Pauwels RA, Pedersen S, Busse WW, et al. Lancet. 2003;361:1071–1076
Purpose of the Study.
To determine whether treatment with low-dose inhaled budesonide would prevent severe asthma-related events and accelerated lung function decline among patients with recent-onset, mild, persistent asthma.
A group of 7241 patients, 5 to 66 years of age, with mild asthma symptoms for 3 months to 2 years, were recruited from 499 sites in 32 countries.
Patients were randomly allocated to receive 400 μg of budesonide (200 μg for patients <11 years of age) or placebo once daily. The primary outcome measure was time to the first severe asthma-related event (admission, emergency treatment, or death), analyzed with an intent-to-treat approach. Follow-up visits, with spirometry and adverse event monitoring, occurred at 6 and 12 weeks after randomization and then every 3 months for 3 years. Patients recorded asthma-related events between visits. Changes in medication regimens, including the addition of inhaled corticosteroids, were allowed if considered clinically necessary.
Budesonide reduced the risk of severe asthma-related events by 44% (hazard ratio: 0.56; 95% confidence interval: 0.45–0.71; P < .0001) and prolonged the time to the first asthma-related event. Budesonide-treated patients experienced significantly fewer severe asthma-related events, life-threatening exacerbations, days with symptoms, and courses of inhaled or systemic corticosteroids. The improvements in postbronchodilator forced expiratory volume in 1 second (FEV1) after 3 years were more striking among adults than among children (P = .004), although the improvements in postbronchodilator FEV1 after 1 year and in prebronchodilator FEV1 were similar. Surprisingly, budesonide did not improve postbronchodilator FEV1 among adolescent patients. Children in the budesonide group exhibited slowed growth (mean height difference: −0.43 cm/year; 95% confidence interval: −0.54 to −0.32 cm/year; P < .0001) to a lesser degree with each successive year.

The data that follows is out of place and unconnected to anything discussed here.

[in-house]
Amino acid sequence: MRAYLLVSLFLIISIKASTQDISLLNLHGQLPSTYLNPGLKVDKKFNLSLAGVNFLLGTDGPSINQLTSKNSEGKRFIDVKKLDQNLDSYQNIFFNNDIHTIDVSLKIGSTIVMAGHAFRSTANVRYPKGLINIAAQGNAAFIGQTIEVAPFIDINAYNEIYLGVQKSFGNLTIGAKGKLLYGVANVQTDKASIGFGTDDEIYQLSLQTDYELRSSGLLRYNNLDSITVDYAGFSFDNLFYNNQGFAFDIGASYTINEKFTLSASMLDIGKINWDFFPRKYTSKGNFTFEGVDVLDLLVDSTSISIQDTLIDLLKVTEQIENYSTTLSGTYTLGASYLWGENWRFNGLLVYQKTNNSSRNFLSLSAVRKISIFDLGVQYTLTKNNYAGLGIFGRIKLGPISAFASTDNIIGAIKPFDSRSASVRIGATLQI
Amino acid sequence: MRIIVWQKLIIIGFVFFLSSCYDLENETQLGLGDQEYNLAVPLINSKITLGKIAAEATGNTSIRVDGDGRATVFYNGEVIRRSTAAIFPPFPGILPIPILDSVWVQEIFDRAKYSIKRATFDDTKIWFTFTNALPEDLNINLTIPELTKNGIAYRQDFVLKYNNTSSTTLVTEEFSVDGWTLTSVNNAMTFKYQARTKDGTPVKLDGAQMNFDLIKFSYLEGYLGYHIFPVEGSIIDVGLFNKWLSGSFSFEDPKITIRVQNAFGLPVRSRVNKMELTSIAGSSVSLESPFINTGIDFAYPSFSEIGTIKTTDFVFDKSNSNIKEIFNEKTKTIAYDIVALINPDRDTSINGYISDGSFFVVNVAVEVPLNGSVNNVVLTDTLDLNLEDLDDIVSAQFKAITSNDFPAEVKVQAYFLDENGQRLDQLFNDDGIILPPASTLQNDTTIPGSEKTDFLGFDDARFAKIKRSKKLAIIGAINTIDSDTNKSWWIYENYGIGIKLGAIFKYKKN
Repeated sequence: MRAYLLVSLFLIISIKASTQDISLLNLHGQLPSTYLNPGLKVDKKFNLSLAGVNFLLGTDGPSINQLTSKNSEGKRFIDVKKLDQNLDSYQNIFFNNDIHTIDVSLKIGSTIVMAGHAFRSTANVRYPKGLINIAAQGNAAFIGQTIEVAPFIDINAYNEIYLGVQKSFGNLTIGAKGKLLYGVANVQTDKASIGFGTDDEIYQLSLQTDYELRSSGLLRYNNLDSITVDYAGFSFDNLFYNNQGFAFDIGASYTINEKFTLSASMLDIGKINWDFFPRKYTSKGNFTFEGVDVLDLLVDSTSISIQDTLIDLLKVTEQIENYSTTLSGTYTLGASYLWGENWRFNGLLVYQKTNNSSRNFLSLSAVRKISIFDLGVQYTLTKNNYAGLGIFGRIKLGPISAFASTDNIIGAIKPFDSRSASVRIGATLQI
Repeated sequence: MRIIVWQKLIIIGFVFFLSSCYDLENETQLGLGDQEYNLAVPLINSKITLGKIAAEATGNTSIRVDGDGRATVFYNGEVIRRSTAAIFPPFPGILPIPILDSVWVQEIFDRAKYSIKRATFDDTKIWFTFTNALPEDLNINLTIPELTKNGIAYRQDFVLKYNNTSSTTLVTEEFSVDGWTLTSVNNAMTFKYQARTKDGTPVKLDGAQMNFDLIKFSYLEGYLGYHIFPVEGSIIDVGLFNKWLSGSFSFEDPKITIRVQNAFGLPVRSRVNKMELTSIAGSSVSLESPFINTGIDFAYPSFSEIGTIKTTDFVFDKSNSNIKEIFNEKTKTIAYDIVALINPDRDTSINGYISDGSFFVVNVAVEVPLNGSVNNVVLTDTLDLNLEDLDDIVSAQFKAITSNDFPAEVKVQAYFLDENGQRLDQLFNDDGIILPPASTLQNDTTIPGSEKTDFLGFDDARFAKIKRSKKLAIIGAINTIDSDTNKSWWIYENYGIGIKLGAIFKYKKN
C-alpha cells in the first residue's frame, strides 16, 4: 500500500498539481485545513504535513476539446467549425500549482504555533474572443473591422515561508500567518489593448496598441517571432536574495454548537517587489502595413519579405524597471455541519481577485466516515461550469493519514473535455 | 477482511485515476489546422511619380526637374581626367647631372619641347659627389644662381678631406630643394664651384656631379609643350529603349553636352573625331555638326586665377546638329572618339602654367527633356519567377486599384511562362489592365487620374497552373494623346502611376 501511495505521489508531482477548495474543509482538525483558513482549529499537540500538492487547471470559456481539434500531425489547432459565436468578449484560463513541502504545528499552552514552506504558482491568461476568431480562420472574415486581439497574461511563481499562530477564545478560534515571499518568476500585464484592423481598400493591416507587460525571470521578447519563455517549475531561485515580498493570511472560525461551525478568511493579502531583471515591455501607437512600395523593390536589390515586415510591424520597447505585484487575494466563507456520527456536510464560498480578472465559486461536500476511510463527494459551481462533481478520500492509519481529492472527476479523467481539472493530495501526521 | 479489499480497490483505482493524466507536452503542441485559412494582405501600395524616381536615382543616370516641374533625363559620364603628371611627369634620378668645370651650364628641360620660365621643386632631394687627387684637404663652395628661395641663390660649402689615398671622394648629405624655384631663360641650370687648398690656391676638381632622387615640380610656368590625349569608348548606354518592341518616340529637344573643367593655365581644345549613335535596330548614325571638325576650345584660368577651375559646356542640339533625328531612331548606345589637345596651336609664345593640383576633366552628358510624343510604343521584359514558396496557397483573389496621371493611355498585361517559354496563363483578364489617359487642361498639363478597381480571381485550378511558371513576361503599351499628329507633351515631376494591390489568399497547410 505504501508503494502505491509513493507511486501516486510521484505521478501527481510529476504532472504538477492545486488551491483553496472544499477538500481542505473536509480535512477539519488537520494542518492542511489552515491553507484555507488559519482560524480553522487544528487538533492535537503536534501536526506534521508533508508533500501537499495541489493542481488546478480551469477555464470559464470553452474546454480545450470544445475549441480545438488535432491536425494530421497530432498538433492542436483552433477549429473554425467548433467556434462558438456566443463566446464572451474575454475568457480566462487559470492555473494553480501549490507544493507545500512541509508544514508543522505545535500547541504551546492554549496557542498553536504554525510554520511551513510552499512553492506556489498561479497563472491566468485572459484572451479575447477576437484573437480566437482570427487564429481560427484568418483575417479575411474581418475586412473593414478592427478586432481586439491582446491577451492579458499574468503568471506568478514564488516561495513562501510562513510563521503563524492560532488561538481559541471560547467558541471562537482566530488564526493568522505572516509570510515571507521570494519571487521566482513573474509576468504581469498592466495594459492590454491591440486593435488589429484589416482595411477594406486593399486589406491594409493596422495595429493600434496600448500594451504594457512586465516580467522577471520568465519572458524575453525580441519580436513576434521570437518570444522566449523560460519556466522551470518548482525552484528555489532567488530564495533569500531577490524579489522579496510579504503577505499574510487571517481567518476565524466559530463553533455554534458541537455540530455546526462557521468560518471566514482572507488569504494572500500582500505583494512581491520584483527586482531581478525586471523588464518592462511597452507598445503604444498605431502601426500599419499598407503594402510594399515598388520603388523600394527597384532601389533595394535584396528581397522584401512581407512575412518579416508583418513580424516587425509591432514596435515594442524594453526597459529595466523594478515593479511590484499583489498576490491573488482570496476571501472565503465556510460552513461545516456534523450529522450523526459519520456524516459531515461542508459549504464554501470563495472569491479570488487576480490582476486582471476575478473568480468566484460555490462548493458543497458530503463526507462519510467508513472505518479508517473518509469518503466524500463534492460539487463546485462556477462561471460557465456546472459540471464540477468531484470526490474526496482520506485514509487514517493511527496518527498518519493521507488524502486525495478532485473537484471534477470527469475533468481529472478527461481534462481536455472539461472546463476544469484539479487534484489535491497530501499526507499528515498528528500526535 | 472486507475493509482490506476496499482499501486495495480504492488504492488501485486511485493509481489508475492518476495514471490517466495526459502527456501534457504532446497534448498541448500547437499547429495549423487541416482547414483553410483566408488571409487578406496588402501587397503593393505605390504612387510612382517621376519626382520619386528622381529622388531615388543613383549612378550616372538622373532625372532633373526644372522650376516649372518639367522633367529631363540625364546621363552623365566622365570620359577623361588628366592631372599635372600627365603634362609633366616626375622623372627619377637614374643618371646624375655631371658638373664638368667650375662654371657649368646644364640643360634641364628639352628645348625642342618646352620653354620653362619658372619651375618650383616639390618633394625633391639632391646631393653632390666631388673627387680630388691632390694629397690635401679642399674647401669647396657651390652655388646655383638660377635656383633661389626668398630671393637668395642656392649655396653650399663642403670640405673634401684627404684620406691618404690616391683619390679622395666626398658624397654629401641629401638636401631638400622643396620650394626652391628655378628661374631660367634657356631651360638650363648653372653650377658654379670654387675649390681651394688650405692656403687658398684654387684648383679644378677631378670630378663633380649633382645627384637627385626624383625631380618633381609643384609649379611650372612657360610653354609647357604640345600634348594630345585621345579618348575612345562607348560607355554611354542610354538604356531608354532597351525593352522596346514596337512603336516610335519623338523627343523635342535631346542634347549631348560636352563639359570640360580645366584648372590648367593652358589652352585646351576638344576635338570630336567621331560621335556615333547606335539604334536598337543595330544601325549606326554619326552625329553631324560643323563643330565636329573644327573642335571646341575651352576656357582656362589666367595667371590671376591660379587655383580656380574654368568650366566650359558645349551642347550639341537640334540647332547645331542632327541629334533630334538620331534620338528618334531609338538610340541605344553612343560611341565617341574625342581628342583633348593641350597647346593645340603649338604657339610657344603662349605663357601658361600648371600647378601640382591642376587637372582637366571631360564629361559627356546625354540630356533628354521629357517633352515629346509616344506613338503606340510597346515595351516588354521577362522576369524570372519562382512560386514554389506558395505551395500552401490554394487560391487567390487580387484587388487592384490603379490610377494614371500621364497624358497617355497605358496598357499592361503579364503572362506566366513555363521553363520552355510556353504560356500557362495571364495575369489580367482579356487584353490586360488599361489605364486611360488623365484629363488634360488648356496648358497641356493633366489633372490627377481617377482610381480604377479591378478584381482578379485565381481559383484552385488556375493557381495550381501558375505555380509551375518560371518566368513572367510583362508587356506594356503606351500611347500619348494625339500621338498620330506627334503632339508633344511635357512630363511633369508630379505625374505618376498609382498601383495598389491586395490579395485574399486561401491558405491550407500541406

Long-term, once-daily treatment with low-dose budesonide decreased the risk of severe exacerbations and improved asthma control among patients with mild persistent asthma of recent onset.
Data on asthma-related events, symptoms, and medication use were not reported separately for the 2 pediatric age groups included in the study (5–10 years and 11–17 years). However, the morbidity associated with mild persistent asthma and the improvements in prebronchodilator FEV1 with budesonide treatment observed in this study suggest that children with mild persistent asthma may benefit from budesonide treatment early in the course of their disease. As always, the benefits of inhaled corticosteroids among children must be weighed against the potential side effect of mild growth delay.